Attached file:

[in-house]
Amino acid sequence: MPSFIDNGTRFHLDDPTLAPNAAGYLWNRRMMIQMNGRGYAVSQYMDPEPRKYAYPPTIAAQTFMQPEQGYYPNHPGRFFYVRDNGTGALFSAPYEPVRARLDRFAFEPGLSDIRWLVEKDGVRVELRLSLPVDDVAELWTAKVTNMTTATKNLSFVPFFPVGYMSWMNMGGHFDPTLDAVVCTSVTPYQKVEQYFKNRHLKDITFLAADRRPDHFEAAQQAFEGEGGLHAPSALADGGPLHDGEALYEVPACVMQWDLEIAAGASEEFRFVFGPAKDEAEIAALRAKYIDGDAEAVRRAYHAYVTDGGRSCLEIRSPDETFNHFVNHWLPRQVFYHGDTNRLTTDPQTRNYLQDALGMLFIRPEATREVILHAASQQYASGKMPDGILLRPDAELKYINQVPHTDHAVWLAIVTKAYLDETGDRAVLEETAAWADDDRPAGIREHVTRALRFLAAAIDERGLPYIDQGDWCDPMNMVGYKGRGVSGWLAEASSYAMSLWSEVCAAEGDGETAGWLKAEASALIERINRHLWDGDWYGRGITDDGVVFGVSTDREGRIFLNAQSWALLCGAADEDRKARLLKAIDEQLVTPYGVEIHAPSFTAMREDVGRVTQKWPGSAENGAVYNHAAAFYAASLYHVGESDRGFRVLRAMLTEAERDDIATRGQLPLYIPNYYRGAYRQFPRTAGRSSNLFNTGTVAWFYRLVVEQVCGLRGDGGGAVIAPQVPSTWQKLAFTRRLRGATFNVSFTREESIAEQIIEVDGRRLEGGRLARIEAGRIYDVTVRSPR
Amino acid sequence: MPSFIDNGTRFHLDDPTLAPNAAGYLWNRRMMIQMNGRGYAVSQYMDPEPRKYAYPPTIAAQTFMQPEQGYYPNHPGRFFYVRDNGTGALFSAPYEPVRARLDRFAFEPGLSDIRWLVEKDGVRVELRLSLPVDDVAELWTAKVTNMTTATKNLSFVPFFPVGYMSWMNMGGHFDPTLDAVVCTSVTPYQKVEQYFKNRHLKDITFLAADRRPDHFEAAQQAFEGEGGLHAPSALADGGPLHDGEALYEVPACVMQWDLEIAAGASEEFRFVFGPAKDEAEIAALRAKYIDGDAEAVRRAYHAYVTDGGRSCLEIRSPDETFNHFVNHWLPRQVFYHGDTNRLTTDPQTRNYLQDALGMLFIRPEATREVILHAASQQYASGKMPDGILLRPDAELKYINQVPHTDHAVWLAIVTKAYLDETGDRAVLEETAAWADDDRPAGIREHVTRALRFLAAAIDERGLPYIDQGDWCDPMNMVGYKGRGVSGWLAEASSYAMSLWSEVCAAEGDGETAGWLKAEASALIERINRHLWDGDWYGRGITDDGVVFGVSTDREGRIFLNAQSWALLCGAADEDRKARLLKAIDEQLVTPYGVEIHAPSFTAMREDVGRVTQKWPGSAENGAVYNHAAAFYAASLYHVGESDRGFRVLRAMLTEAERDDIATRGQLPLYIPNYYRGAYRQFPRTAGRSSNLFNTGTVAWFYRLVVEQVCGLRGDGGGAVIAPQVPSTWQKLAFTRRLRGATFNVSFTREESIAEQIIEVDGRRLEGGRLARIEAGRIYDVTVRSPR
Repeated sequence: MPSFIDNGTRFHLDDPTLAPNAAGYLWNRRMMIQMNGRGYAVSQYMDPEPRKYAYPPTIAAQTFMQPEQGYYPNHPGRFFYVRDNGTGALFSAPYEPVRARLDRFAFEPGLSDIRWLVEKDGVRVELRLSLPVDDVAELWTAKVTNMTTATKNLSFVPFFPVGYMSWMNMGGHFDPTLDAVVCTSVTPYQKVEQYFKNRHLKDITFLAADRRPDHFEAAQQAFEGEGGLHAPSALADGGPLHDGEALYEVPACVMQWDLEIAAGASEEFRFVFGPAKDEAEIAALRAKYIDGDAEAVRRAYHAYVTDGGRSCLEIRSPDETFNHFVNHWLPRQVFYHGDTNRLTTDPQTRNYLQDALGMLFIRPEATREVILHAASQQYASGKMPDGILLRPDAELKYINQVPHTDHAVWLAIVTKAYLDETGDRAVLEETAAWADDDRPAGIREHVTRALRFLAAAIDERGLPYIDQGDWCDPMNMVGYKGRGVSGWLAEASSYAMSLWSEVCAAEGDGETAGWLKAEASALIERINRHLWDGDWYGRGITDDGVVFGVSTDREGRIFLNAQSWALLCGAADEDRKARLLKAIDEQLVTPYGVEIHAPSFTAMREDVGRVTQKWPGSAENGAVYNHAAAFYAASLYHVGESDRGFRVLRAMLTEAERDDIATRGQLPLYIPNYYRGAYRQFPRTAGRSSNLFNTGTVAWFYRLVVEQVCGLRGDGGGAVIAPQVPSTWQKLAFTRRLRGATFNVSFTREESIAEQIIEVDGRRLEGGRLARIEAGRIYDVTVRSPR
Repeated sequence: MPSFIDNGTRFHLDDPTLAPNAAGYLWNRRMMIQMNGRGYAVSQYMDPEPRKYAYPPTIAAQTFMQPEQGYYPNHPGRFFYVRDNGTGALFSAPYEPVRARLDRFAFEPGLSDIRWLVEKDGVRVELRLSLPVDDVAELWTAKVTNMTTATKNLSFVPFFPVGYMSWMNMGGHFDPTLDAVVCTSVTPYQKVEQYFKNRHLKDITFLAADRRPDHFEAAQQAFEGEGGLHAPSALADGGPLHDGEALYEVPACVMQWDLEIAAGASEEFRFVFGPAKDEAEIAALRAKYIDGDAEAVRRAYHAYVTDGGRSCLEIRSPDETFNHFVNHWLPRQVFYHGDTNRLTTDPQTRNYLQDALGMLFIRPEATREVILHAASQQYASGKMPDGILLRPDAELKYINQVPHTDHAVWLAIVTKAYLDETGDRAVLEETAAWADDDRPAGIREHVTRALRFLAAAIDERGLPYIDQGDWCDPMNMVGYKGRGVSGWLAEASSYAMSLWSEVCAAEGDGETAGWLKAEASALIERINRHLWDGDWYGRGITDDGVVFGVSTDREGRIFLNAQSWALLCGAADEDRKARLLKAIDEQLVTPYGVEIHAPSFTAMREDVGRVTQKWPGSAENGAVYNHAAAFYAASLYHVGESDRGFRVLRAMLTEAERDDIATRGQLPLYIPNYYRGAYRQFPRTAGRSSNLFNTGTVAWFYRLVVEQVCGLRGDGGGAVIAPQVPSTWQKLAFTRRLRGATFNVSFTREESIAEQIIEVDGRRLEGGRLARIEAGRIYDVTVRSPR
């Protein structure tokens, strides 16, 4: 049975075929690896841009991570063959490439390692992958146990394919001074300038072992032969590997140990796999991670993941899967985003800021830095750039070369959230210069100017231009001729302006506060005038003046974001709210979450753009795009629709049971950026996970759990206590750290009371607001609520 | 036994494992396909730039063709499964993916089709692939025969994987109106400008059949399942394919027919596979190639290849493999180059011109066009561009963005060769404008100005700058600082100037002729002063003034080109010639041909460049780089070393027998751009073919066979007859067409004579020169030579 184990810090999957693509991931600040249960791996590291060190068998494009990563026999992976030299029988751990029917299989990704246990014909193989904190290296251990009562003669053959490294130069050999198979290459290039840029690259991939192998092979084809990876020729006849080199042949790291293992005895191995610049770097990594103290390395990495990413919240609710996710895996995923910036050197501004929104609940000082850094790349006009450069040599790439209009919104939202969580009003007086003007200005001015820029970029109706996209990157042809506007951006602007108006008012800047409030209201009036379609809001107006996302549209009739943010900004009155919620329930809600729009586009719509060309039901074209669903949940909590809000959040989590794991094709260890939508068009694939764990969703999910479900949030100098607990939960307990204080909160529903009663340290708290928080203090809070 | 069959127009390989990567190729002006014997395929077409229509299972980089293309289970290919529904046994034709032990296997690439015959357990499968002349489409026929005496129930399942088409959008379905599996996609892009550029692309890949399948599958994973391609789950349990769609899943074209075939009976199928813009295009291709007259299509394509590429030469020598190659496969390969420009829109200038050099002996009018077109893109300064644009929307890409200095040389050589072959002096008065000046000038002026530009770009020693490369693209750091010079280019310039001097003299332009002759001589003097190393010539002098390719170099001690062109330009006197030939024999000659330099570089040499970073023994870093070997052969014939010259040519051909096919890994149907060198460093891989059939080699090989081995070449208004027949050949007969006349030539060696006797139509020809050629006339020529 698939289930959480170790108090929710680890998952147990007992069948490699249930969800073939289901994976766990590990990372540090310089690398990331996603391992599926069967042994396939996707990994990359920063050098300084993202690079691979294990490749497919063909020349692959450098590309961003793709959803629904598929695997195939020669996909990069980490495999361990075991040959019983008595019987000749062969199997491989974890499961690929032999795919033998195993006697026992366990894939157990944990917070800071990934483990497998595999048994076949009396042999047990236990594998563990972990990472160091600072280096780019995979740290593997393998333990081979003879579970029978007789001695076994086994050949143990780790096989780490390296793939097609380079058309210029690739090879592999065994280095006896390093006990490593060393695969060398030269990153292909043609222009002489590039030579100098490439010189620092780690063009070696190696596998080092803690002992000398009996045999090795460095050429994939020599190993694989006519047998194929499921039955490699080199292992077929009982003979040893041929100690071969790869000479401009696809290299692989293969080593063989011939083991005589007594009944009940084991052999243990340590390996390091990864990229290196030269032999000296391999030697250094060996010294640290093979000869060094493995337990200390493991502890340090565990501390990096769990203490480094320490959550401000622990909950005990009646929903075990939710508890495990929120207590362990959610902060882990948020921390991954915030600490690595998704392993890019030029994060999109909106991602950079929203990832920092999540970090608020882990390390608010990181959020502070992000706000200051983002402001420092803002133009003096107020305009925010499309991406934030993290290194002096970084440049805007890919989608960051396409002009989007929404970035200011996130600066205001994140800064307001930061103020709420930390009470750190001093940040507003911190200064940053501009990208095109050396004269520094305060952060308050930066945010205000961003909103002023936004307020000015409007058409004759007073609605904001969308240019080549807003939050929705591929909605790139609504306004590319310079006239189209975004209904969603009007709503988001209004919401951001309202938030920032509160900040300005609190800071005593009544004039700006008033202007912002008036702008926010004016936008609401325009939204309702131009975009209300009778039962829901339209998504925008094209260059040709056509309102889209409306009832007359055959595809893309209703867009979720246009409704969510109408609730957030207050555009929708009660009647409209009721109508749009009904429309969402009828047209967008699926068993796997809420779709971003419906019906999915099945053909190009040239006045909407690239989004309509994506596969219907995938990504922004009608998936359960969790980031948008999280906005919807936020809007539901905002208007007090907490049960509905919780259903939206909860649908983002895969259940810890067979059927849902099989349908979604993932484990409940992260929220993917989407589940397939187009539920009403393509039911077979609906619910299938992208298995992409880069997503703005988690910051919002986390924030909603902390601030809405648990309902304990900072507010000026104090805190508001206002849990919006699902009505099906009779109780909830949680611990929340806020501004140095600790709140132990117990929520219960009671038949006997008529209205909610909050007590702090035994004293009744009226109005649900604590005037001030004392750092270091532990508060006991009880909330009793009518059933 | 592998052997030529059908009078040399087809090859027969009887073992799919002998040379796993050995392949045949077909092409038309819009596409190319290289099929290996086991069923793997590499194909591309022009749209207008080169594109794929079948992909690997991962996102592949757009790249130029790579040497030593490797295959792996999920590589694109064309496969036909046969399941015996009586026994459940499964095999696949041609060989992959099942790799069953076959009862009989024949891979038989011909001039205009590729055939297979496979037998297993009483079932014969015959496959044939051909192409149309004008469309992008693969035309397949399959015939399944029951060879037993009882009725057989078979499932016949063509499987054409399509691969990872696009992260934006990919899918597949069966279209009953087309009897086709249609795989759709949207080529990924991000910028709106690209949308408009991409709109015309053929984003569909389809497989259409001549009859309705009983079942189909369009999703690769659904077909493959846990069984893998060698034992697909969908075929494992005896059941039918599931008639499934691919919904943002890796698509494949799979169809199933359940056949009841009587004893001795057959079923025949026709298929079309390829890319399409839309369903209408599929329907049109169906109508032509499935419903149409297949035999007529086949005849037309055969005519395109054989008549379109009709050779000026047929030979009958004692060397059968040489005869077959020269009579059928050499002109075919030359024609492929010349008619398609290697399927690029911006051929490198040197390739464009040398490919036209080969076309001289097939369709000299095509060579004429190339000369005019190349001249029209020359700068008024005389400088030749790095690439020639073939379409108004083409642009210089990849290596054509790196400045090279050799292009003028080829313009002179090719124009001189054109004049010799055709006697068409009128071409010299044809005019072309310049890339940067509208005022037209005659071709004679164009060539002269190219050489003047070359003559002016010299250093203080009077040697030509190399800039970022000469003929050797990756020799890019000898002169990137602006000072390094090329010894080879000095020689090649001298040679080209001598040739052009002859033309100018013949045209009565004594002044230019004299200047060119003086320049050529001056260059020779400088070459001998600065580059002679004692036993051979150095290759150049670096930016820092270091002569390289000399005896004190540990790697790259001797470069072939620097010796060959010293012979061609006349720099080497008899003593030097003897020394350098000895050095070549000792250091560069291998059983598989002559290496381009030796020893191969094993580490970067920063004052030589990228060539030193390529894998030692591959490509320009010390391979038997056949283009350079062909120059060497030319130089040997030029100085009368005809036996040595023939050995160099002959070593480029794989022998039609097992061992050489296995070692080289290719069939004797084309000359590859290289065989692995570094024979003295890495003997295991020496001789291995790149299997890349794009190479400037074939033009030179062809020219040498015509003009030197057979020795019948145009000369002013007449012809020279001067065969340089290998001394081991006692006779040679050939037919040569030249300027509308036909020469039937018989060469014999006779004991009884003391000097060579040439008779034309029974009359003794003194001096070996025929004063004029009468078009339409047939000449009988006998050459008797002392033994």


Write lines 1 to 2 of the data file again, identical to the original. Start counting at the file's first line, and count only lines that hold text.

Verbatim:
[in-house]
Amino acid sequence: MPSFIDNGTRFHLDDPTLAPNAAGYLWNRRMMIQMNGRGYAVSQYMDPEPRKYAYPPTIAAQTFMQPEQGYYPNHPGRFFYVRDNGTGALFSAPYEPVRARLDRFAFEPGLSDIRWLVEKDGVRVELRLSLPVDDVAELWTAKVTNMTTATKNLSFVPFFPVGYMSWMNMGGHFDPTLDAVVCTSVTPYQKVEQYFKNRHLKDITFLAADRRPDHFEAAQQAFEGEGGLHAPSALADGGPLHDGEALYEVPACVMQWDLEIAAGASEEFRFVFGPAKDEAEIAALRAKYIDGDAEAVRRAYHAYVTDGGRSCLEIRSPDETFNHFVNHWLPRQVFYHGDTNRLTTDPQTRNYLQDALGMLFIRPEATREVILHAASQQYASGKMPDGILLRPDAELKYINQVPHTDHAVWLAIVTKAYLDETGDRAVLEETAAWADDDRPAGIREHVTRALRFLAAAIDERGLPYIDQGDWCDPMNMVGYKGRGVSGWLAEASSYAMSLWSEVCAAEGDGETAGWLKAEASALIERINRHLWDGDWYGRGITDDGVVFGVSTDREGRIFLNAQSWALLCGAADEDRKARLLKAIDEQLVTPYGVEIHAPSFTAMREDVGRVTQKWPGSAENGAVYNHAAAFYAASLYHVGESDRGFRVLRAMLTEAERDDIATRGQLPLYIPNYYRGAYRQFPRTAGRSSNLFNTGTVAWFYRLVVEQVCGLRGDGGGAVIAPQVPSTWQKLAFTRRLRGATFNVSFTREESIAEQIIEVDGRRLEGGRLARIEAGRIYDVTVRSPR